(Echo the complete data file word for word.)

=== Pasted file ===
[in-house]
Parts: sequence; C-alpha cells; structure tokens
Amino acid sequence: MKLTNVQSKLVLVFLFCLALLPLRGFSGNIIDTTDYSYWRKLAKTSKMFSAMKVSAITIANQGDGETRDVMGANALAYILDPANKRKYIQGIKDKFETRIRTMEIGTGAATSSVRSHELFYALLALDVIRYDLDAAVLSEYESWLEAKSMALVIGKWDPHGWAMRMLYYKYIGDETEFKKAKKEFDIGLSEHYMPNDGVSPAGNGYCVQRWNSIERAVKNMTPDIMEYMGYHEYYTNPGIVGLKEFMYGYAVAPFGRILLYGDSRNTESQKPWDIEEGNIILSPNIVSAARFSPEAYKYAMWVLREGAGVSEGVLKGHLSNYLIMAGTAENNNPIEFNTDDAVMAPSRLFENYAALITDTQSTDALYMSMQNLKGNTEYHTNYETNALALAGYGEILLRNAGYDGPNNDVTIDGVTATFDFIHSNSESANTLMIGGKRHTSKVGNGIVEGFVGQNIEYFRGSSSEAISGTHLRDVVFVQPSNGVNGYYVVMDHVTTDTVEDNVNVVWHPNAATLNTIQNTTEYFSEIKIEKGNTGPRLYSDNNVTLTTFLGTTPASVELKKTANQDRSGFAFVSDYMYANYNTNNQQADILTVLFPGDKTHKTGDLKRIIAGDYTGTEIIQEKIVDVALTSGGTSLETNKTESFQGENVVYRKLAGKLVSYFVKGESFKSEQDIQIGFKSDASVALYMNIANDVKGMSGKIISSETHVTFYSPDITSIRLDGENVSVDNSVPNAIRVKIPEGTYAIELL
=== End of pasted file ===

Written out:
[in-house]
Parts: sequence; C-alpha cells; structure tokens
Amino acid sequence: MKLTNVQSKLVLVFLFCLALLPLRGFSGNIIDTTDYSYWRKLAKTSKMFSAMKVSAITIANQGDGETRDVMGANALAYILDPANKRKYIQGIKDKFETRIRTMEIGTGAATSSVRSHELFYALLALDVIRYDLDAAVLSEYESWLEAKSMALVIGKWDPHGWAMRMLYYKYIGDETEFKKAKKEFDIGLSEHYMPNDGVSPAGNGYCVQRWNSIERAVKNMTPDIMEYMGYHEYYTNPGIVGLKEFMYGYAVAPFGRILLYGDSRNTESQKPWDIEEGNIILSPNIVSAARFSPEAYKYAMWVLREGAGVSEGVLKGHLSNYLIMAGTAENNNPIEFNTDDAVMAPSRLFENYAALITDTQSTDALYMSMQNLKGNTEYHTNYETNALALAGYGEILLRNAGYDGPNNDVTIDGVTATFDFIHSNSESANTLMIGGKRHTSKVGNGIVEGFVGQNIEYFRGSSSEAISGTHLRDVVFVQPSNGVNGYYVVMDHVTTDTVEDNVNVVWHPNAATLNTIQNTTEYFSEIKIEKGNTGPRLYSDNNVTLTTFLGTTPASVELKKTANQDRSGFAFVSDYMYANYNTNNQQADILTVLFPGDKTHKTGDLKRIIAGDYTGTEIIQEKIVDVALTSGGTSLETNKTESFQGENVVYRKLAGKLVSYFVKGESFKSEQDIQIGFKSDASVALYMNIANDVKGMSGKIISSETHVTFYSPDITSIRLDGENVSVDNSVPNAIRVKIPEGTYAIELL